Most people can agree that effective delegation is an important leadership skill, but delegating to others is often viewed as time-consuming and stressful—and therefore not worth the effort.
Even if they understand its value, many team leaders hesitate to delegate certain tasks because they worry that the tasks they pass along will be done wrong or poorly, leading to costly rework and wasted time.
However, when tasks are delegated in the right way, delegation can not only be a powerful tool for workplace efficiency, but one that is necessary for keeping up with the competition.
At CMOE, our experts have seen some of the very best—and the very worst—examples of workplace delegation.
Over the years, we’ve helped many teams learn how to use all of their team members most effectively to produce timely, quality results, and our extensive experience and ongoing research has led us to the answers business leaders seek about how to reap the benefits of successful delegation.
Here are three tips:
1. Know What Should Be Delegated
Delegation allows you to share the workload with your team members so that you have more time to focus on the assignments that require your particular set of skills and expertise.
It’s important to identify the tasks that can only be done by you, as well as other tasks that are best suited to your skill-set.
These are the things that you should make the time to complete yourself and should not be delegated to others.
Once you’ve identified these tasks, go through the rest of the items on your to-do list and determine whether someone else can be taught how to complete them.
Tasks that can be delegated usually have well-defined parameters.
2. Determine Who To Delegate To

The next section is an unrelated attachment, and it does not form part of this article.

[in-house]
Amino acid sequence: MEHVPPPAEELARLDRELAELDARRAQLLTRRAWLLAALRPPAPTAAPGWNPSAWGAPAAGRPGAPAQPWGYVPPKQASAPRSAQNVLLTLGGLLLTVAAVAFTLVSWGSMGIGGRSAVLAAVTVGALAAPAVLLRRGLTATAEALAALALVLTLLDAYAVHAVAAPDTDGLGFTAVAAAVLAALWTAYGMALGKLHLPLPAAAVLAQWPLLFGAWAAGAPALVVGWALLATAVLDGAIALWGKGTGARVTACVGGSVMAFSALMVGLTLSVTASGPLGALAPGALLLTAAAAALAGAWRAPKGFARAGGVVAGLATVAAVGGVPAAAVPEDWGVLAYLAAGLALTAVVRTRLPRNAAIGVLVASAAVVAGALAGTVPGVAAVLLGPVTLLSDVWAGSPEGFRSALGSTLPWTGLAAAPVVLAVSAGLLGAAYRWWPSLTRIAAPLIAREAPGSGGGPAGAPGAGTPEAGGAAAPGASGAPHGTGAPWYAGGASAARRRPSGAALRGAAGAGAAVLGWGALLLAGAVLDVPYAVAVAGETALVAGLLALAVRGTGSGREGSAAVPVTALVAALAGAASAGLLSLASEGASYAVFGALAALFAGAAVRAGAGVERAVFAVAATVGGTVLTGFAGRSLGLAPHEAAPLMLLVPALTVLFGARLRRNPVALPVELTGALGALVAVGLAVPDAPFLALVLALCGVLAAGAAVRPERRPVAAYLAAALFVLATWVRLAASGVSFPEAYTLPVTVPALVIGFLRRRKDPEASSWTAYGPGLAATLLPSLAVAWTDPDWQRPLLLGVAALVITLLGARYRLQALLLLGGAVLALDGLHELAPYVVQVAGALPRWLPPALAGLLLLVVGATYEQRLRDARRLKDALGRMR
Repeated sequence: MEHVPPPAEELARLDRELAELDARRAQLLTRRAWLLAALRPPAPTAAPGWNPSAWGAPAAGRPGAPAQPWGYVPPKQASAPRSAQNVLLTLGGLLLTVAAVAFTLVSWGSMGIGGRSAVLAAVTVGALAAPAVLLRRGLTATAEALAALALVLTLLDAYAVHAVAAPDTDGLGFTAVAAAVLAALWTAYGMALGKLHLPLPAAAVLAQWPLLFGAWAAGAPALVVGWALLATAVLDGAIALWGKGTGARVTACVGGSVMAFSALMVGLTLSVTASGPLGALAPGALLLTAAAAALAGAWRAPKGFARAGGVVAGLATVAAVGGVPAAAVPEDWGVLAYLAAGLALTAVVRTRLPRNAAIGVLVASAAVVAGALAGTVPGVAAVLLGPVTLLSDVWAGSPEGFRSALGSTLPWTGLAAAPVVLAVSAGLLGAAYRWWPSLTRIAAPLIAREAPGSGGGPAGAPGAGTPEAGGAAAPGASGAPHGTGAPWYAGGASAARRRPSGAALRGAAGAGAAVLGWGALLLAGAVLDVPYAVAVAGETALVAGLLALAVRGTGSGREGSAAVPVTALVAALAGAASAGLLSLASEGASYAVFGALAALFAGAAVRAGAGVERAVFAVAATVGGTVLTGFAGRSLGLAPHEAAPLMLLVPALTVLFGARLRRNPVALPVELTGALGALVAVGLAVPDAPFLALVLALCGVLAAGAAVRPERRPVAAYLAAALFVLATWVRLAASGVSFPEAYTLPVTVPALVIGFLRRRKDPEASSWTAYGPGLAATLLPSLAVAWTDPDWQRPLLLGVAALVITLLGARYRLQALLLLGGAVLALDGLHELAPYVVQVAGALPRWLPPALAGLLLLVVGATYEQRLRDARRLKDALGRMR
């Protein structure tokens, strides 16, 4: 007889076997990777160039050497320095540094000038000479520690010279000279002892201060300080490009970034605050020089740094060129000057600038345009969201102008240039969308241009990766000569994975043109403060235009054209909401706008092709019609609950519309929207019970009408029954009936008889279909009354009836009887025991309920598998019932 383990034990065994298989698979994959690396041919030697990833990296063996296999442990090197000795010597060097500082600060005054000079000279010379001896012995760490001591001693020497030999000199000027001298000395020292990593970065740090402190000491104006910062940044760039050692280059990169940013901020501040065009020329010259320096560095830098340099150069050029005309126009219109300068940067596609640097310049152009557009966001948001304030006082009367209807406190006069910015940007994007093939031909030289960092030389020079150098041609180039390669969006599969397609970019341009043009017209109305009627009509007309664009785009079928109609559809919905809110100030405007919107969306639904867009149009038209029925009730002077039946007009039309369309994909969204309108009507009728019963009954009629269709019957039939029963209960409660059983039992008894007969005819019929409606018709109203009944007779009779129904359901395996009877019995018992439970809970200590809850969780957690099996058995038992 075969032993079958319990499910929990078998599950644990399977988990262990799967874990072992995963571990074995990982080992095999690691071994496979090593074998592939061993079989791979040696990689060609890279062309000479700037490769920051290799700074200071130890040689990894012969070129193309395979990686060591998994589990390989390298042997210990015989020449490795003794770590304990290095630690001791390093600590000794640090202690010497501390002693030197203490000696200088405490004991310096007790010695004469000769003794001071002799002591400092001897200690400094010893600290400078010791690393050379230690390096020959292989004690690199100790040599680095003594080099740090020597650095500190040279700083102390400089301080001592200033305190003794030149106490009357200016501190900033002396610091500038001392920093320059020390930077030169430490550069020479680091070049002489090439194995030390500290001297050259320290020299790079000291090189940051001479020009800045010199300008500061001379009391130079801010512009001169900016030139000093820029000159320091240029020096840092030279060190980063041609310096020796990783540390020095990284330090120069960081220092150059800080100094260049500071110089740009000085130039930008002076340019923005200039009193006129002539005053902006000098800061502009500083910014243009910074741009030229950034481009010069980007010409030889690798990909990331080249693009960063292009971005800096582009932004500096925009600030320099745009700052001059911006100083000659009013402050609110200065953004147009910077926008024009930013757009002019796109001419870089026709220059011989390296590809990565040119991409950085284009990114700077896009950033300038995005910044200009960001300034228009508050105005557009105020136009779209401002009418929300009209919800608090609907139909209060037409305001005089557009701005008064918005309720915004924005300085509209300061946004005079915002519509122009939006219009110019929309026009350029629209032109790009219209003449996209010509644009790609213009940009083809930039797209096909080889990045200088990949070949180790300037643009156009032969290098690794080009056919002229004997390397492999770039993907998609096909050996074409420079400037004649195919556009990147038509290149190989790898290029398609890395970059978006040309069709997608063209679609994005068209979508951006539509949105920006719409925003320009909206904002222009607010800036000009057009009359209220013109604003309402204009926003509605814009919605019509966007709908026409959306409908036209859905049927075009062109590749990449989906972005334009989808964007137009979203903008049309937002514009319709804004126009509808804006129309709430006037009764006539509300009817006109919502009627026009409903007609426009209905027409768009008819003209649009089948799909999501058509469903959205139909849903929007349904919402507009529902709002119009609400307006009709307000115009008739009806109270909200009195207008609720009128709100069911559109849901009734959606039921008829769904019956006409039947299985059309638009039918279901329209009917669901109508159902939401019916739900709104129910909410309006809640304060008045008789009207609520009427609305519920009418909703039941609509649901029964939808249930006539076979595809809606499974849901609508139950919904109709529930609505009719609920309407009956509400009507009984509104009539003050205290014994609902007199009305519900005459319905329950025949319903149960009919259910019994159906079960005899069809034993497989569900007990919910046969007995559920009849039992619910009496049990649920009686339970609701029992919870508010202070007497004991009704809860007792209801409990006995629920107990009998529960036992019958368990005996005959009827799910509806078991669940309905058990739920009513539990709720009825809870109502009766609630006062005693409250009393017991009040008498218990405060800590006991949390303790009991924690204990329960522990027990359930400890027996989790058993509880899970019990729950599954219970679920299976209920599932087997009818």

One of the great things about teams is that you have a variety of talents, personalities, and types of experience at your disposal.
Properly utilizing the unique assets that each of your team members bring to the table could be the difference between successful or unsuccessful delegation.
When determining who to delegate to, always start with a list of the people who have the skills necessary to do the task, but are lower on the rungs of the company ladder.
This ensures that you do not assign a task to someone whose time could be better spent working on something else, and may also provide development opportunities to your team members.
Once you’ve narrowed down the list, consider which other skills would be helpful in completing the task.
Will they need good organizational skills?
Good people skills?
Come up with a list of skills that would allow the task to be accomplished successfully, and use this list to help you select the person best suited for the job.
Before making a selection, always be sure to consider each person’s current workload.
Assign tasks only to individuals who will be able to complete the assignment(s) without the additional work having a negative impact on their other job responsibilities.
3. Determine How You Will Delegate
The last step, and one of the most important, is coming up with a plan of action for teaching your team members how to successfully complete the new tasks they have been assigned.
Training others on how to do the work is the part that scares many people away from delegation, but if it’s done correctly, it won’t be nearly as stressful or time-consuming as you may think.
The first thing you should do is explain what the task is and why it needs to be done.
Tasks don’t exist in a vacuum; individual tasks are all connected to larger goals.
Cluing your team members in to why something needs to be done can help them figure out which parts of the job need to take top priority.
The next step will be to explain how much authority each team member has in independently making decisions about the task or assignment.
Make this very clear from the beginning. If your employees will be supervised as they complete their assignments, you will also need to determine who they will report to, and how often.
Lastly, don’t forget to give your employees some structure and the resources they’ll need to be successful.
Help the project stay on track by giving your team members specific milestones to hit, and provide them with everything they need to meet those goals.